The multiple references to the fallible human body and the agonizing, troubled human mind establish a ground for this theatrical vision, to the composition of which Bódy adds one more visual and interpretive element. In a world where spies and traitors corrupt the state and everybody is eavesdropping, Hamlet's stage of consciousness is also constructed as the cross-section of a huge ear. This mind-ear represents the all-penetrating insecurity and surveillance, but, at the same time, it also foregrounds the passing of the information through the ear to the consciousness of the character, the way, for example, in which Hamlet gets to know about the circumstances of his Father's death. This information penetrates his mind through his ears in a fashion very similar to the way the poison entered his father's body through the ear. Hamlet acts and moves within this space in a way which suggests that, simultaneously, he is passing through various chambers and compartments of his consciousness, through different "volumes of his brain", as if he was in a private memory-theater which he constructed for himself to keep track of his duties and remembering. The anatomical presentation of this idea establishes a close connection between the tragedy and the new tropological - poststructuralist interest in the material foundations of signification, in the unmasterable materiality of the letter, the signifier, the symbol. The epistemological scrutiny is a leading motif of the play: Hamlet, who knows no seems, who has "that within which passes show", tries to penetrate the surface of things in order to arrive at the authentic meaning of his identity and the world around himself. It is not only the meaning of the Ghost which is dubious for him, but everything concerning the supposedly divine and providential nature of the creation and the human being. This testing of the epistemological boundaries finally finds its target in the very materiality of the human being as well as that of language. The line "oh that this too, too sullied flesh would melt" is in the most organic relationship with Hamlet's famous "words, words, words": the materiality of the body and the materiality of language equally appear to conceal the immediacy of knowledge from the human being. Hamlet's anatomical endeavor to dig down to the depths of both materialities results in a self-dissection which the great soliloquies take us through. This focus on the materiality of signification is emphasized when the Hamlet-actor (György Cserhalmi) is observing, feeling, caressing the pages and the very materiality of the books he is holding in his hands during the dialogue with Polonius, but, at the same time, the stage setting also directs our attention to the materiality of the human consciousness, as if the stage itself was "the volume of his brain."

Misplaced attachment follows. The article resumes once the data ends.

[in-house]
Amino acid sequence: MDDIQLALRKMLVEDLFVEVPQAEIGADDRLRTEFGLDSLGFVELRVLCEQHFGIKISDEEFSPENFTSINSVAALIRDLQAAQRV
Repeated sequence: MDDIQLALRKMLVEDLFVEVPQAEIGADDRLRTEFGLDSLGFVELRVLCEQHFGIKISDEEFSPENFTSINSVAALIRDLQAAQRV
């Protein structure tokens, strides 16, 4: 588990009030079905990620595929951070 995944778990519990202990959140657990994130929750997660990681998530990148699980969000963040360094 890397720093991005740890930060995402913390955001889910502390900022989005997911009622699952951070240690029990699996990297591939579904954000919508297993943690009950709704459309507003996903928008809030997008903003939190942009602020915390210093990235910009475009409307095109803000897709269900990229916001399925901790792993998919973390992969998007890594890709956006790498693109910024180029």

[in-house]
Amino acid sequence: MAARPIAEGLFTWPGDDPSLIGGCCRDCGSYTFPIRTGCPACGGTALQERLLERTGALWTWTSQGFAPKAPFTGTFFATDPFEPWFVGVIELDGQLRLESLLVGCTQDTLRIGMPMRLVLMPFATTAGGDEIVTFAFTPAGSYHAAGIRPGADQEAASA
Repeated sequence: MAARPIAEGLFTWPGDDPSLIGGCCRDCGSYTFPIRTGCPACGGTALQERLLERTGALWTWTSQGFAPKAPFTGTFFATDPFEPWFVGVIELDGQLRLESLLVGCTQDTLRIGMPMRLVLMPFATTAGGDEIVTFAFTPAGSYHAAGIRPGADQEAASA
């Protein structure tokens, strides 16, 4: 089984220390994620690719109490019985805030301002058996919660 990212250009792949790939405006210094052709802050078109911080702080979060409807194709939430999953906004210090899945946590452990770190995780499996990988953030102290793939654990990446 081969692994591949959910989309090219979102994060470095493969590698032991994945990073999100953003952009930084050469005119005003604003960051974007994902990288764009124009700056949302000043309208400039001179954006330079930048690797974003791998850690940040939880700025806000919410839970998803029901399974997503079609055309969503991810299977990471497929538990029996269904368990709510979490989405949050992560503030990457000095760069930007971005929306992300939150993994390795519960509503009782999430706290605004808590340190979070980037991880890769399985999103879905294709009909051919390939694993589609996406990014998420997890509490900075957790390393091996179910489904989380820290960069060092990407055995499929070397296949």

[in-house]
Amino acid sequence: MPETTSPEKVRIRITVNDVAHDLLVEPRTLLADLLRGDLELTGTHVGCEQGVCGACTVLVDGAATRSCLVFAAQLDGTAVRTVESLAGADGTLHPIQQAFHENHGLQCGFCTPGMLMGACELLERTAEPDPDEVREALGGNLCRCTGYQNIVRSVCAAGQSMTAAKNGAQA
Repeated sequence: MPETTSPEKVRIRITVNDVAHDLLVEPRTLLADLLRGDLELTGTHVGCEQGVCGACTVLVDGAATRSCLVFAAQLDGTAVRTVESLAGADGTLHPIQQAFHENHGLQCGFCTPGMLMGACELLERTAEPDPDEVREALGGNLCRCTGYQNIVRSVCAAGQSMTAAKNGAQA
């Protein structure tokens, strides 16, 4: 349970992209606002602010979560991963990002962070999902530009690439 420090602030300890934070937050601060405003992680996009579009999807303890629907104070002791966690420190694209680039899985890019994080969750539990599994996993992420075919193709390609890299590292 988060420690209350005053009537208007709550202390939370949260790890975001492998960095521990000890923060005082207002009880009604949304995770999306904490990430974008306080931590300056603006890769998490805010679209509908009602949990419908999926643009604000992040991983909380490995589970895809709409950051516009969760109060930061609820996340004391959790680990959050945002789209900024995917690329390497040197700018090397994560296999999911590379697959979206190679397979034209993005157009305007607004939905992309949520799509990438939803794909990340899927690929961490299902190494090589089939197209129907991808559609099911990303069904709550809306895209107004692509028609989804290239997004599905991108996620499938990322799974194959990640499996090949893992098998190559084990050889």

As has been noted, Bódy is careful to employ the vertical dimensionality which so importantly informed the world of the emblematic theater. A vertical framework is provided for the play by the omnipresence of the Ghost, who is supposed to dwell below but also appears from above, from the position which should be the seat of the divine providential protection as it is expected by the human being.

 

The inversion of the heaven - earth - underworld verticality results, just like in other early modern tragedies, in a feeling of insecurity and disorder that infiltrates the entire play. When the story of the Ghost penetrates Hamlet's ears, Bódy employs the video-montage technique to represent how the character's identity is shattered and decentered by this visual and auditory experience.

In the course of the play, the various movements and actions are represented in a way as if the different parts of the protagonist's consciousness were activated and tested. Characters that fall will get entangled and locked up in Hamlet's nerve fibers.

 

At the climactic point of the gravedigger scene, Hamlet arrives at a limit he is afraid to probe: the gravedigger offers him the skull to have a closer look at it. Hamlet does not dare to touch the emblem of death, but extends the shovel instead, lets the gravedigger place the skull on the instrument, and starts contemplating the horrid object from a safe distance.

The skull becomes a sign of the final destination in Hamlet's journey of self-dissection. His poisoned and disintegrating consciousness, his body which he contemplates with contempt and his heterogeneous and decentered identity are all brought to a final realization in the face of this tangible, material presence of death. The realization is the one which is also proposed by Francis Barker in his reading of the drama. (8) After probing the frontiers and borderlines of meaning, Hamlet must realize that, in a world without transcendental guarantees and providential help, in the very depth of his subjectivity there is a great big vacuum, nothing else. This realization helps him overcome his inability to act, and to traverse the psychic resistance which renders him inert and hesitant. In psychoanalytical terms, he is willing and ready to come to terms with his unconscious, which is represented by his entry into the lower realm in the verticality of the play. When he cries out "This is I, Hamlet the Dane!", at the very moment when he is willing to identify with the title of his diseased father, he stands at the mouth of the tunnel which represents Ophelia's grave, the entry into the underworld, the passage to his unconscious.